An example of an atomic transaction is a monetary transfer from bank account A to account B. It consists of two operations, withdrawing the money from account A and saving it to account B. Performing these operations in an atomic transaction ensures that the database remains in a consistent state, that is, money is neither debited nor credited if either of those two operations fail.


Consider the following transaction T consisting of O1 and O2: Transfer of 100 from account X to account Y.

If the transaction fails after completion of O1 but before completion of O2.( say, after write(X) but before write(Y)), then amount has been deducted from X but not added to Y.

This results in an inconsistent database state. Therefore, the transaction must be executed in entirety in order to ensure correctness of database state.


Consistency ensures that a transaction can only bring the database from one valid state to another, maintaining database invariants: any data written to the database must be valid according to all defined rules, including constraints, cascades, triggers, and any combination thereof. This prevents database corruption by an illegal transaction, but does not guarantee that a transaction is correct.

For example, if there ia an integrity constraint that requires that the value in A and the value in B must sum to 100. This integrity constraint should always be valid before and after a transaction is executed.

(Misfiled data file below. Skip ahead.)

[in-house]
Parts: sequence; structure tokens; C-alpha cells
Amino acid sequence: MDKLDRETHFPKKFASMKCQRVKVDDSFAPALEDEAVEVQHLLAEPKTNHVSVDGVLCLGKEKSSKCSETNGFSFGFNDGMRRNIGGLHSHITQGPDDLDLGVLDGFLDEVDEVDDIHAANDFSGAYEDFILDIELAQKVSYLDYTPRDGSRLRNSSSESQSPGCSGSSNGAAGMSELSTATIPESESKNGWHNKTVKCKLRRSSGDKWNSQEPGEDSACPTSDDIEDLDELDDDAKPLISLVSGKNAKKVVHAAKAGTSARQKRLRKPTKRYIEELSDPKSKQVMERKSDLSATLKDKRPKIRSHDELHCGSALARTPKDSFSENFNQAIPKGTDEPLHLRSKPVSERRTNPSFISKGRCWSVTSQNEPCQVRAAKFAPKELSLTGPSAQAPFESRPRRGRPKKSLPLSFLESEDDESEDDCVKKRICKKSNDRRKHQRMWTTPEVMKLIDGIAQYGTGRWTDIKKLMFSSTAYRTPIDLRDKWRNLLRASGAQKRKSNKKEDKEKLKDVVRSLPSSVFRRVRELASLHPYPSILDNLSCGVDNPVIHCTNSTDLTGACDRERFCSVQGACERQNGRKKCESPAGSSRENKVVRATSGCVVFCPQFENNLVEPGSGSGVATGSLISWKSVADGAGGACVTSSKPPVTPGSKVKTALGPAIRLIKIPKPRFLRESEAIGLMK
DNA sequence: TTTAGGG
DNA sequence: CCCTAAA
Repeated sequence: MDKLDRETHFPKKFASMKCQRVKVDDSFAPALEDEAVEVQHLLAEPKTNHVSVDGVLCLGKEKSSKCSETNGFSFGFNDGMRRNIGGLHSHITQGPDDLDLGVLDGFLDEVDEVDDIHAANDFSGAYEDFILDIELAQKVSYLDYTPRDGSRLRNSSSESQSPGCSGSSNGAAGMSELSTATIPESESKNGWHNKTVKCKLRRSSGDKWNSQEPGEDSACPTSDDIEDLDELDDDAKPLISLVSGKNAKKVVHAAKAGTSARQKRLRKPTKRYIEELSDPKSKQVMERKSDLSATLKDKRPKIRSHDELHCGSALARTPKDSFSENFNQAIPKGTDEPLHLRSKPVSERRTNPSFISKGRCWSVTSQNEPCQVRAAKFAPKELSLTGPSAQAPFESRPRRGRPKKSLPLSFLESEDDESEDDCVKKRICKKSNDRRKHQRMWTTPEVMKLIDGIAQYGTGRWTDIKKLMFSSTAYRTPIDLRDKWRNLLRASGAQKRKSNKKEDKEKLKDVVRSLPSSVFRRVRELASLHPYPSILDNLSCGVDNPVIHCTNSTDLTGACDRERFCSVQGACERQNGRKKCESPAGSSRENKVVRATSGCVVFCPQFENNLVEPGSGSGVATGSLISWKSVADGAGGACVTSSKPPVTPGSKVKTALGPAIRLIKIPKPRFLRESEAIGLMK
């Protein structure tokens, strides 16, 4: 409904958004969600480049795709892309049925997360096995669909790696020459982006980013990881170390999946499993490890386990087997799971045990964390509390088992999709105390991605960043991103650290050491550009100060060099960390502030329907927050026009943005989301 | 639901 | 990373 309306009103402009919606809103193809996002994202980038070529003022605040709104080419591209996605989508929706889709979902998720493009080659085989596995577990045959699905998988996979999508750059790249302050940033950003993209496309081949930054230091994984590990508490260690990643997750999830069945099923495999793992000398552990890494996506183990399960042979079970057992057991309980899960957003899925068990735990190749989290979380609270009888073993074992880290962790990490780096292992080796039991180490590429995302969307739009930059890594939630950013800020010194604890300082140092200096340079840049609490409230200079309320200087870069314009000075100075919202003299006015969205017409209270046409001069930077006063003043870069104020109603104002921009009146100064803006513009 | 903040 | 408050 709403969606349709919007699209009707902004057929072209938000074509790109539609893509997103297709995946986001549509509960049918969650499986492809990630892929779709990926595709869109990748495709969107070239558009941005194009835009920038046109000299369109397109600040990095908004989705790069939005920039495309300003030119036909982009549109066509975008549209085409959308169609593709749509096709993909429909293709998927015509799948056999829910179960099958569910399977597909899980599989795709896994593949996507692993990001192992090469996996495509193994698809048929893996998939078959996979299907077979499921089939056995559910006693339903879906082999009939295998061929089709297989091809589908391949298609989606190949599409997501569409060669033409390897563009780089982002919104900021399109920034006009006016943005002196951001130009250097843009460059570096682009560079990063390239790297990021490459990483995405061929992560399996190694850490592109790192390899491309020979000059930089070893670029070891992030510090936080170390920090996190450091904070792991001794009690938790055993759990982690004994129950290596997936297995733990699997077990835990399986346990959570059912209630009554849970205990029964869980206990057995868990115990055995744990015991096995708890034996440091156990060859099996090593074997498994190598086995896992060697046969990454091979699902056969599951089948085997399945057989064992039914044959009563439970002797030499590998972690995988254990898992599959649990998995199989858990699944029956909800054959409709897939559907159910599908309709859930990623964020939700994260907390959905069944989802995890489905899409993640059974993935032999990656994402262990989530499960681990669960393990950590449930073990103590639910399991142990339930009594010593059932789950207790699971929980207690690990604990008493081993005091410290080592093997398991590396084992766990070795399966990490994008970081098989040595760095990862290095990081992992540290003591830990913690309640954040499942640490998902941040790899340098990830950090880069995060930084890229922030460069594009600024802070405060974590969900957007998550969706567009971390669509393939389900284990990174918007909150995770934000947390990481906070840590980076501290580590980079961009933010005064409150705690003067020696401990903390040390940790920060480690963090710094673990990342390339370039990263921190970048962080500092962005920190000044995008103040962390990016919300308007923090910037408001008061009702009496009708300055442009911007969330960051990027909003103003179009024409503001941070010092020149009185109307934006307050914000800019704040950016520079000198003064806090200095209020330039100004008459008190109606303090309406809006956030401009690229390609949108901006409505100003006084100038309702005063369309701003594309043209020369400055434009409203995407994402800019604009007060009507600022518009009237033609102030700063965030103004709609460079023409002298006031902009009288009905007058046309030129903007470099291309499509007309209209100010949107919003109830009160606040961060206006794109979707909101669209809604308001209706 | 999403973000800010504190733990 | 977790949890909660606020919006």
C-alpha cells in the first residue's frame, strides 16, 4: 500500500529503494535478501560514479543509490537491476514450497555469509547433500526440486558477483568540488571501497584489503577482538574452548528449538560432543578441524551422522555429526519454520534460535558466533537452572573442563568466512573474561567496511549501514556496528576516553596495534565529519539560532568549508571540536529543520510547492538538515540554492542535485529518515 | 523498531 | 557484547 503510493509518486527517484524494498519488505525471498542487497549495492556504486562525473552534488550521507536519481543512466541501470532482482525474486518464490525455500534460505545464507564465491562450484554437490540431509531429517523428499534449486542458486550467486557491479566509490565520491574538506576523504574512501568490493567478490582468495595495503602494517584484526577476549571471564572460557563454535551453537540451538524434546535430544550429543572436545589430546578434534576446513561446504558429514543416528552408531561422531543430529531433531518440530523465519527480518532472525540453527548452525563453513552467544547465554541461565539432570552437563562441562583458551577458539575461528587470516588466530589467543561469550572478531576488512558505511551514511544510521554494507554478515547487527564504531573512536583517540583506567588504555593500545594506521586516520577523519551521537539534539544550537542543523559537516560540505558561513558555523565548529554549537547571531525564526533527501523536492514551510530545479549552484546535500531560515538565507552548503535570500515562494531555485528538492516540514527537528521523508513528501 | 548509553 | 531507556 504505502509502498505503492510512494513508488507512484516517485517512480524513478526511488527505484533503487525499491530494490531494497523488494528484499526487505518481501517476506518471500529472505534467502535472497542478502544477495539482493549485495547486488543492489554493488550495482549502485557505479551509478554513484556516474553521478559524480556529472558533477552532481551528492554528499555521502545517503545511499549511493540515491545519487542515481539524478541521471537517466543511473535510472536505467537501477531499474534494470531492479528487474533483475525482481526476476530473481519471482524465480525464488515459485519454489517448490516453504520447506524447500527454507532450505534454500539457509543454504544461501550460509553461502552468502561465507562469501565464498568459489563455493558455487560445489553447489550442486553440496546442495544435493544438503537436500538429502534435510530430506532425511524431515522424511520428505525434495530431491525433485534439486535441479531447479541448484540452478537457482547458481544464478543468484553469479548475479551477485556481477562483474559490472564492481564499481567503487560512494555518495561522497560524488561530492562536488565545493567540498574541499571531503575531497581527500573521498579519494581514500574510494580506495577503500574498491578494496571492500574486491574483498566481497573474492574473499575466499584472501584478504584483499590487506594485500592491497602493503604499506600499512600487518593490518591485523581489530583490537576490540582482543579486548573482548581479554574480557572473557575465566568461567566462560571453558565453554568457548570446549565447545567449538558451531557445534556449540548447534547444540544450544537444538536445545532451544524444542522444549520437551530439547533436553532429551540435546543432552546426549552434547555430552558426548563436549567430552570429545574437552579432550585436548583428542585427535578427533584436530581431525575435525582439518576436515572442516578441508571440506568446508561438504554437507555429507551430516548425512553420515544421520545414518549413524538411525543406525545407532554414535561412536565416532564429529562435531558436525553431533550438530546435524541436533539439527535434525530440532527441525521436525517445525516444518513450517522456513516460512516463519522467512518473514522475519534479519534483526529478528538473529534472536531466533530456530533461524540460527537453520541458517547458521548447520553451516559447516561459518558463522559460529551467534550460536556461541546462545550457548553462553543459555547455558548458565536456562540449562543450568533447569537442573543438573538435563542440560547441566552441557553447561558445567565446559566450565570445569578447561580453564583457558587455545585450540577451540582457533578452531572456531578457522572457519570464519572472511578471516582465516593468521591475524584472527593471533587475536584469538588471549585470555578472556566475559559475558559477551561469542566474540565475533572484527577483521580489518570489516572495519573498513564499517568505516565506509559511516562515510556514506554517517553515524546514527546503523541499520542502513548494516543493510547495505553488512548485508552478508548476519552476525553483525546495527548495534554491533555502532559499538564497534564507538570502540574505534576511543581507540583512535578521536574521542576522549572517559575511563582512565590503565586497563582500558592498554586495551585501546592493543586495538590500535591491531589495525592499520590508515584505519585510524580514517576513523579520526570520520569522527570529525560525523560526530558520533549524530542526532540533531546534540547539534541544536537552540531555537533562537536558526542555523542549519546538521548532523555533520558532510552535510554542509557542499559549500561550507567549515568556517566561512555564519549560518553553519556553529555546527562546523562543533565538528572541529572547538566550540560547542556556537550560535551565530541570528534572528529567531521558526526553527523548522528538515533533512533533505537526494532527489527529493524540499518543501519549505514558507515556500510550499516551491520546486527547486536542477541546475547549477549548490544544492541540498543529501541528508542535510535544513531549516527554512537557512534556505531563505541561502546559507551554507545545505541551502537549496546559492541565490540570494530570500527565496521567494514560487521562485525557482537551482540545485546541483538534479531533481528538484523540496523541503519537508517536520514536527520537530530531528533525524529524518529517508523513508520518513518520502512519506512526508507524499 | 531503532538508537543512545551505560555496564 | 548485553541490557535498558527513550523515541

Consistency is checked after each transaction, it is known that A + B = 100 before the transaction begins. If the transaction removes 10 from A successfully, atomicity will be achieved. However, a validation check will show that A + B = 90, which is inconsistent with the rules of the database. The entire transaction must be cancelled and the affected rows rolled back to their pre-transaction state.


Transactions are often executed concurrently (e.g., reading and writing to multiple tables at the same time). Isolation ensures that concurrent execution of transactions leaves the database in the same state that would have been obtained if the transactions were executed sequentially. In other words, isolation ensures that multiple transactions can occur concurrently without leading to inconsistency of database state.